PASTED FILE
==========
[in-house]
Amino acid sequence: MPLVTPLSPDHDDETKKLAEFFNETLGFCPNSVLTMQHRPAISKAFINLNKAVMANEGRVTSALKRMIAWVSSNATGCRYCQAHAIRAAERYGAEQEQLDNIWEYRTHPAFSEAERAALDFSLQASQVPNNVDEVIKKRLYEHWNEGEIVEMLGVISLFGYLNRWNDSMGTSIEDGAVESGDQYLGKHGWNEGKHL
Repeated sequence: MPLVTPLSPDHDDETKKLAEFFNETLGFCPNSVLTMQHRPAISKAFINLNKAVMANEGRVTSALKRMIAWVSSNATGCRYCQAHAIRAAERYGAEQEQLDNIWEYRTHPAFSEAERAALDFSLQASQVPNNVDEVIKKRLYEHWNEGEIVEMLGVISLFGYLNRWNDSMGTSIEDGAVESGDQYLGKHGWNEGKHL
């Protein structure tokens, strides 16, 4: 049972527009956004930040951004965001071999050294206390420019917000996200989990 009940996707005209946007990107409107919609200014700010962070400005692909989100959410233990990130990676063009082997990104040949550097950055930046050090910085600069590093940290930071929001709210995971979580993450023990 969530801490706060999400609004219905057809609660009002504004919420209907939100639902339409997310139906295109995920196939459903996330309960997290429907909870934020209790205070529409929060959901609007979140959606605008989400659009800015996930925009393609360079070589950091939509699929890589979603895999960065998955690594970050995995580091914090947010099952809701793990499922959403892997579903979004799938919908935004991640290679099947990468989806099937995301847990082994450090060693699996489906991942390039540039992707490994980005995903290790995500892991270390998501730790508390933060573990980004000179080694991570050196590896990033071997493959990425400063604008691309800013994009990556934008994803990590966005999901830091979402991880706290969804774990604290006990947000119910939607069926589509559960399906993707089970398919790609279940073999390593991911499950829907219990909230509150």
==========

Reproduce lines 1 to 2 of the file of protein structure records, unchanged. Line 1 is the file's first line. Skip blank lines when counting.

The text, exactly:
[in-house]
Amino acid sequence: MPLVTPLSPDHDDETKKLAEFFNETLGFCPNSVLTMQHRPAISKAFINLNKAVMANEGRVTSALKRMIAWVSSNATGCRYCQAHAIRAAERYGAEQEQLDNIWEYRTHPAFSEAERAALDFSLQASQVPNNVDEVIKKRLYEHWNEGEIVEMLGVISLFGYLNRWNDSMGTSIEDGAVESGDQYLGKHGWNEGKHL